Imagine a serene, virgin beach - white sands, blue water, a vast expanse with no clutter… Imagine being at the La Digue beach in Seychelles, the Tarifa Beach in Spain or Miami Beach, Florida. Now transport yourself to Marina Beach, Chennai, the second longest beach in the world. People squatting in rows, answering the call of Nature.
Revolting thought? Well, the city supplement of The Hindu, Metroplus, recently jolted its readers with a half-page ad showing precisely this: the Marina Beach as it is today juxtaposed with another set of beautiful beaches. The campaign simply asked, 'Marinavai maathalla vaa?' (Shall we change the Marina?)
This campaign from Lowe, Chennai, is a goodwill gesture for Citizens Rights Activist Group (CRAG), a non-profit organisation that is working towards a clean and safe Marina. Through the ad, CRAG has sought suggestions from people, asking them to help in taking this initiative forward.
However, before CRAG showed this embarrassing reality through the ad, it filed a public interest litigation (PIL) at the Madras High Court. The PIL directed various respondents (including the Corporation of Chennai, the Central and the State Governments, the State Pollution Control Board and the Commissioner of Police) to implement a range of measures to ensure a clean Marina. "Our first hurdle was crossed when the first Bench of the High Court, which is presided over by the Chief Justice, admitted the petition a little over two months ago," says Dilip R Mehta, chairman, CRAG, who is also the managing director of RPG Cellular Services.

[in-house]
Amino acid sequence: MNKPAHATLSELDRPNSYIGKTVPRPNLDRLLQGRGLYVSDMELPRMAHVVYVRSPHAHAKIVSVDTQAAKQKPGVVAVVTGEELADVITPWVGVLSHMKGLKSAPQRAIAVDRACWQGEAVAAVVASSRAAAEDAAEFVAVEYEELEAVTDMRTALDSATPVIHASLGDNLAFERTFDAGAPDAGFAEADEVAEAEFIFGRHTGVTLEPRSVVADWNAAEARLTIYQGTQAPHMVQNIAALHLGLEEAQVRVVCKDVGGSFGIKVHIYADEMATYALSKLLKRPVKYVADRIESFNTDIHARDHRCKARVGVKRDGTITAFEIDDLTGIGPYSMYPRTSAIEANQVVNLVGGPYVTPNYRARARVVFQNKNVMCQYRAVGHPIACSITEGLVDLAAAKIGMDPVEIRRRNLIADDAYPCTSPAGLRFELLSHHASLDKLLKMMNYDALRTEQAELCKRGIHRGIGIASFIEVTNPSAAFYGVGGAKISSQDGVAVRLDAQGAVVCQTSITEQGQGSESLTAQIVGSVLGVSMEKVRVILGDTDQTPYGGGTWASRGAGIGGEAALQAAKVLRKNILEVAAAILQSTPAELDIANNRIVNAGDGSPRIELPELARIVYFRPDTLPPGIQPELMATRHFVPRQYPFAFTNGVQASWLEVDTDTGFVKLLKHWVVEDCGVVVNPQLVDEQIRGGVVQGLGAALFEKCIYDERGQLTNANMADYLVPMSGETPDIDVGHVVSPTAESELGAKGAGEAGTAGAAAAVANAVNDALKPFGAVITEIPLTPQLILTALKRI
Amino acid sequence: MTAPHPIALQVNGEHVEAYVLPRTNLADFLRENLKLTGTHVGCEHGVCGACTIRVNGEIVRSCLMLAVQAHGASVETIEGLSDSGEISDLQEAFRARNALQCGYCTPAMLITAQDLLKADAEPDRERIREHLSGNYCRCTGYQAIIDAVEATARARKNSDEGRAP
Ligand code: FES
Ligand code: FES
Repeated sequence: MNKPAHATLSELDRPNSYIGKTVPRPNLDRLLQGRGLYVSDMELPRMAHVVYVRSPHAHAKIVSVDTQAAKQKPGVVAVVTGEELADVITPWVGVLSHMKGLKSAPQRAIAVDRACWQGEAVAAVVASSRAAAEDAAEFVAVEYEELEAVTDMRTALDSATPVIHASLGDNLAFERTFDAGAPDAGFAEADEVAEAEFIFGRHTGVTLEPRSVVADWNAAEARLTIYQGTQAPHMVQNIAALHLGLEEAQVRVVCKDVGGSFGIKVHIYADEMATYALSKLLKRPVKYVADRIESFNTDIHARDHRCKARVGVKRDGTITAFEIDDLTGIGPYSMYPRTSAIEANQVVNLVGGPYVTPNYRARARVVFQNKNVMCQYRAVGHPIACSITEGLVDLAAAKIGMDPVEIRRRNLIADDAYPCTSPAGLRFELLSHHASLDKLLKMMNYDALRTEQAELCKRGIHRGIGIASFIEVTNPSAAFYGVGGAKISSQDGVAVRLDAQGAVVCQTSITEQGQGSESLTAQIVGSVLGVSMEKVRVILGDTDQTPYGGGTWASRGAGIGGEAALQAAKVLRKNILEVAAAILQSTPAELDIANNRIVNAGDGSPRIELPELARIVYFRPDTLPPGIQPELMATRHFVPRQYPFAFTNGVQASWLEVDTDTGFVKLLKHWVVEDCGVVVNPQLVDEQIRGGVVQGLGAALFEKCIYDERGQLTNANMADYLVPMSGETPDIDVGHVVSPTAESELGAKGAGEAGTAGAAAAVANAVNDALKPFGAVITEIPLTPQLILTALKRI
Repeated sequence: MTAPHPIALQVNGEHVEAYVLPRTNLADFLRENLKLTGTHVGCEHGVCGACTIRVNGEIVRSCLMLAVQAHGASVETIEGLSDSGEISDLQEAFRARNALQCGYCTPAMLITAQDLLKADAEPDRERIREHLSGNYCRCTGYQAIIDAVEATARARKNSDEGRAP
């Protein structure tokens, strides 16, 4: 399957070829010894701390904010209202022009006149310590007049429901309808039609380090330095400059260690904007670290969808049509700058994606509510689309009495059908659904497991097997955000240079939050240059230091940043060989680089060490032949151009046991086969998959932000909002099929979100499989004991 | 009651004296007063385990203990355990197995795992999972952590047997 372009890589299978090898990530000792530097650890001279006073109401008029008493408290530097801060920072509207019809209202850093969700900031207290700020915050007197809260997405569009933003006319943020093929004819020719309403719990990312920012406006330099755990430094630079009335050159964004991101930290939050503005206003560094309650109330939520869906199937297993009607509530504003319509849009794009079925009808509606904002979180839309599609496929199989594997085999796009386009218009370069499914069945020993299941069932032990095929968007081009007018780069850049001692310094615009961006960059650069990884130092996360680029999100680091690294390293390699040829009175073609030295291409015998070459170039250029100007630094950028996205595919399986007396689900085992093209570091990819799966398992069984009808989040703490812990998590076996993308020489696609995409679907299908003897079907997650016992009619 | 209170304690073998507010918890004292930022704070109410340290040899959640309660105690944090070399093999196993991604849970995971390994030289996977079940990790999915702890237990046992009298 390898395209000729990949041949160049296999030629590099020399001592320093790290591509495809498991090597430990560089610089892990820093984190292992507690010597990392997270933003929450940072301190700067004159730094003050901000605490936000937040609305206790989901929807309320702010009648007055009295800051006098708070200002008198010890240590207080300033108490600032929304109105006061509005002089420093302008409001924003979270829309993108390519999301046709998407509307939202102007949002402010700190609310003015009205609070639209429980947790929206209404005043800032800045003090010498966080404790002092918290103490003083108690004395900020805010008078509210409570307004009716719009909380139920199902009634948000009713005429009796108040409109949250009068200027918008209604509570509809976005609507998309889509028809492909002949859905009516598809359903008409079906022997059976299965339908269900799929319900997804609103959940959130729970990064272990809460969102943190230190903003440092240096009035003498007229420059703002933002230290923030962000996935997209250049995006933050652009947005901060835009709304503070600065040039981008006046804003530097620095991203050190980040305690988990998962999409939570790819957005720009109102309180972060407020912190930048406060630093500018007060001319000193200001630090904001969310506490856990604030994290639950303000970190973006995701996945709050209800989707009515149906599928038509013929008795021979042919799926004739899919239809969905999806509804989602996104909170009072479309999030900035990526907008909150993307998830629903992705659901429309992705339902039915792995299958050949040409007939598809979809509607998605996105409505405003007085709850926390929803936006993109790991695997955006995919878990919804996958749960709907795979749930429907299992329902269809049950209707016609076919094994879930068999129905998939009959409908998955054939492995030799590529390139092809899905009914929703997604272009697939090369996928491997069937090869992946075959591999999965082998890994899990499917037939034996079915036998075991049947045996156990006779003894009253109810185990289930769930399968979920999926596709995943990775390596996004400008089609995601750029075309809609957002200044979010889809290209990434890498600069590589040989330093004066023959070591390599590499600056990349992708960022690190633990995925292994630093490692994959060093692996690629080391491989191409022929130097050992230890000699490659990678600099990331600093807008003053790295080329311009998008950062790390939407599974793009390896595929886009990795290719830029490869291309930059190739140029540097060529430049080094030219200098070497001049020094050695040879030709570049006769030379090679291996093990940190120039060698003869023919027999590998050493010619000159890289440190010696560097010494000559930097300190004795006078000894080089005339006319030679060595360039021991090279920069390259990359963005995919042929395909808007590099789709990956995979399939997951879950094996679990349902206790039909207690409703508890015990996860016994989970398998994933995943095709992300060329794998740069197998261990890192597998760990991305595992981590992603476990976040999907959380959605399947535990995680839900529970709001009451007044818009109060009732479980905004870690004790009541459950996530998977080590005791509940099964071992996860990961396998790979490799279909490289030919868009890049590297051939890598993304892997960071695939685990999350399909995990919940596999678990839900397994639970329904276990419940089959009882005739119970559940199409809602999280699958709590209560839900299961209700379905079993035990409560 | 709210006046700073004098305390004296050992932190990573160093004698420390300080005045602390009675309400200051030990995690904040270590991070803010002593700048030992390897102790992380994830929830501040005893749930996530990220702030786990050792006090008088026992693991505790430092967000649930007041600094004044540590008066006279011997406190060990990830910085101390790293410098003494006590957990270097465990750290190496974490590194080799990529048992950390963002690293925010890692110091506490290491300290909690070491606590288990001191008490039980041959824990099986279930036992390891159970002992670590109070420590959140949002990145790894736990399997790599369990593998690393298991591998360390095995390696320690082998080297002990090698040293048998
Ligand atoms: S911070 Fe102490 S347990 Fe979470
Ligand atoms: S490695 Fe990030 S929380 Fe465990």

The next move was to generate interest in this cause through the media, and to get corporate houses involved. And because Lowe handles the RPG 'Wings' account, it was roped in to do the job. Mehta says determinedly, "Through the legal route, we want Marina beach to be declared as a National Heritage. And by using our infrastructure, we will work to involve corporate houses and young people in this. I am also on CII's committee for corporates' role towards a better environment. I'm hoping that at a personal level, I can do something for this cause."
The Hindu, meanwhile, has decided to lend itself to the cause for the next two months. "We are based in this city and represent its cause," observes N Murali, joint managing director, The Hindu. "We have decided to give advertising and editorial space for this. It is pathetic to see what a beautiful coastline has been reduced to. People can no longer spend time there due to several anti-social elements as well."
"We certainly need all the support we can get at this stage, but we are looking at actually creating infrastructure to support this," says Mehta. "This means that campaigns will certainly take a more professional tone down the line when corporates come forward to sponsor this at different levels. The details are yet to take shape. It could be a situation where someone sponsors the ads, someone takes ownership over a certain patch of the beach to keep it clean etc."
Provided help pours in from the expected quarters, the second longest beach in the world could one day become a beach-lover's haven. But it will call for a lot of concerted action before the image of 'the world's longest open-air lavatory' fades from memory. Â© 2002 agencyfaqs!First Published : July 30, 2002